Studies of the mechanisms relating blood supply to the brain appeared to be, in some sense, at a deadlock. Despite extensive application of different methodical approaches, no qualitative progress has been observed in these studies at the present time. This is perhaps due to the traditional, but not understandable, separation of neurophysiological and "circulatory" studies. It may seem very paradoxical, but the study of cerebral blood circulation proceeds almost in complete isolation from the knowledge about brain functions and does not take into account the specificity of the working brain as a part of the whole body. This book comprehensively addresses the issues of blood flow regulation.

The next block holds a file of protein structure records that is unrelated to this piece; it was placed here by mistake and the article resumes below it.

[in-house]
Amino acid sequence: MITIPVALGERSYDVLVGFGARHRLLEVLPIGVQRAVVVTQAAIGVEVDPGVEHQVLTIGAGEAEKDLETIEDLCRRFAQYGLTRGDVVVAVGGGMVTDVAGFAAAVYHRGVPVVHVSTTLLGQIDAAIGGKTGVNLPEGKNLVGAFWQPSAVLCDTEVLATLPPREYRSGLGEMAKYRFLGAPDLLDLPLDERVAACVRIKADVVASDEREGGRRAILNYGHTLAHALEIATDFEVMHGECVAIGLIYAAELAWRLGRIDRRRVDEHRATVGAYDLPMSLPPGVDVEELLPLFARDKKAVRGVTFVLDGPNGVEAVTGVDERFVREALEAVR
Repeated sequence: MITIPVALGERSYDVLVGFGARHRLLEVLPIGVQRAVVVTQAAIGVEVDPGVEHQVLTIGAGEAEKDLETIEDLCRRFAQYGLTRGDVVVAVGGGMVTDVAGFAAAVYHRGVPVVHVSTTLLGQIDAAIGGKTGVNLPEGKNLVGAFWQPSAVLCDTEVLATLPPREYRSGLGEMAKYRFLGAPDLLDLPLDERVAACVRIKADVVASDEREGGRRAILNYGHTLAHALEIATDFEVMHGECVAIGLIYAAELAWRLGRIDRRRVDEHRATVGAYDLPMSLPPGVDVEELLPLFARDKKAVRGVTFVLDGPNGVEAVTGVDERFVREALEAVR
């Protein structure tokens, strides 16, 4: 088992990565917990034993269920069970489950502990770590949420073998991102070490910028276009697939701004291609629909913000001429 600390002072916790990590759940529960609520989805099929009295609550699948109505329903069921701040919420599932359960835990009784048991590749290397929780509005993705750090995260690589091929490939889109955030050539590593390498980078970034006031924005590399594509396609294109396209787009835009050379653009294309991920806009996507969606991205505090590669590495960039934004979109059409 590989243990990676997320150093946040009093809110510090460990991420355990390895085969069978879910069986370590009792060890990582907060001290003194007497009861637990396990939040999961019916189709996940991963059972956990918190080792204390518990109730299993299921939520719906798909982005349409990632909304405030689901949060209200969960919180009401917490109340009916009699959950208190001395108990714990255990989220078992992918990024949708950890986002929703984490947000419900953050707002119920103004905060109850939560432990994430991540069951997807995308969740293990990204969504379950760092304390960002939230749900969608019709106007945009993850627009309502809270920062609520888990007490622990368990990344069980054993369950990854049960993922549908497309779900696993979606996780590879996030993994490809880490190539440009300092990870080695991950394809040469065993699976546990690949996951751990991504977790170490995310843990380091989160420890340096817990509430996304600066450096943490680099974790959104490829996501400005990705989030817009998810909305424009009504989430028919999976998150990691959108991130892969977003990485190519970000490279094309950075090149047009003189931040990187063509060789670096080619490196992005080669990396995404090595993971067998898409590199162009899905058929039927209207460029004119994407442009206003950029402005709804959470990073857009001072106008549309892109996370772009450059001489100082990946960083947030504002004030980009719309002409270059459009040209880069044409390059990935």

It is well known that the brain belongs to the group of organs having a high level of oxygen consumption. Oxygen consumption by the brain is an average 4.6 ml per 100 g of tissue per minute. In humans, the level of oxygen consumption by the whole brain attains 46 ml/min. This makes up approximately 20% of the total oxygen volume consumed by the organism. Consequently, the cerebral tissue is characterized by highly energetic processes. There is evidence indicating that even in functionally resting conditions, 18% of the entire energy expenditure of the body is utilized by the brain Calculations made by Rushmer indicate that the intensity of energy consumption by the human brain appears to be on average 20 Watt.